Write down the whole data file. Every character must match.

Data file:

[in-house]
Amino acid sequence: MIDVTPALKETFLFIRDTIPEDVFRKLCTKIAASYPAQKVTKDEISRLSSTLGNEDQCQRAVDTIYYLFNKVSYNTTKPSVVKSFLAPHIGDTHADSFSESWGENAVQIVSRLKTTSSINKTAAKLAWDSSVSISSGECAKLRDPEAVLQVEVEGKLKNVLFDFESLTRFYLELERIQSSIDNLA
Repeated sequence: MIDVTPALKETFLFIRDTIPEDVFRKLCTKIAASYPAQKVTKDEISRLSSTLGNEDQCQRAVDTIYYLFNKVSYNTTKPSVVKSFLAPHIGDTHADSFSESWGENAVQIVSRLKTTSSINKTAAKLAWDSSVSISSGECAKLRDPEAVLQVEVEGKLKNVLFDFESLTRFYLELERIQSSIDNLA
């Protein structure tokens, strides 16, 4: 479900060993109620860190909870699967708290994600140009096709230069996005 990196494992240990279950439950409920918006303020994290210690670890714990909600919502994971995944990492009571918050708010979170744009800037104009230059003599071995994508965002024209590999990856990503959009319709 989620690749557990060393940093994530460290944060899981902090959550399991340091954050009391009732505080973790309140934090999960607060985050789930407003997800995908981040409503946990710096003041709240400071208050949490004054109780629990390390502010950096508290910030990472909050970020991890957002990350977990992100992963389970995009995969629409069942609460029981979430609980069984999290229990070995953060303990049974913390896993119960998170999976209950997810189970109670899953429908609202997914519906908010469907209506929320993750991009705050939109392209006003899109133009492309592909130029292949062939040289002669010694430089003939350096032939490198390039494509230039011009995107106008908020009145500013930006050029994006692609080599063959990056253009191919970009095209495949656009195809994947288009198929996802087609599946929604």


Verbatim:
[in-house]
Amino acid sequence: MIDVTPALKETFLFIRDTIPEDVFRKLCTKIAASYPAQKVTKDEISRLSSTLGNEDQCQRAVDTIYYLFNKVSYNTTKPSVVKSFLAPHIGDTHADSFSESWGENAVQIVSRLKTTSSINKTAAKLAWDSSVSISSGECAKLRDPEAVLQVEVEGKLKNVLFDFESLTRFYLELERIQSSIDNLA
Repeated sequence: MIDVTPALKETFLFIRDTIPEDVFRKLCTKIAASYPAQKVTKDEISRLSSTLGNEDQCQRAVDTIYYLFNKVSYNTTKPSVVKSFLAPHIGDTHADSFSESWGENAVQIVSRLKTTSSINKTAAKLAWDSSVSISSGECAKLRDPEAVLQVEVEGKLKNVLFDFESLTRFYLELERIQSSIDNLA
């Protein structure tokens, strides 16, 4: 479900060993109620860190909870699967708290994600140009096709230069996005 990196494992240990279950439950409920918006303020994290210690670890714990909600919502994971995944990492009571918050708010979170744009800037104009230059003599071995994508965002024209590999990856990503959009319709 989620690749557990060393940093994530460290944060899981902090959550399991340091954050009391009732505080973790309140934090999960607060985050789930407003997800995908981040409503946990710096003041709240400071208050949490004054109780629990390390502010950096508290910030990472909050970020991890957002990350977990992100992963389970995009995969629409069942609460029981979430609980069984999290229990070995953060303990049974913390896993119960998170999976209950997810189970109670899953429908609202997914519906908010469907209506929320993750991009705050939109392209006003899109133009492309592909130029292949062939040289002669010694430089003939350096032939490198390039494509230039011009995107106008908020009145500013930006050029994006692609080599063959990056253009191919970009095209495949656009195809994947288009198929996802087609599946929604």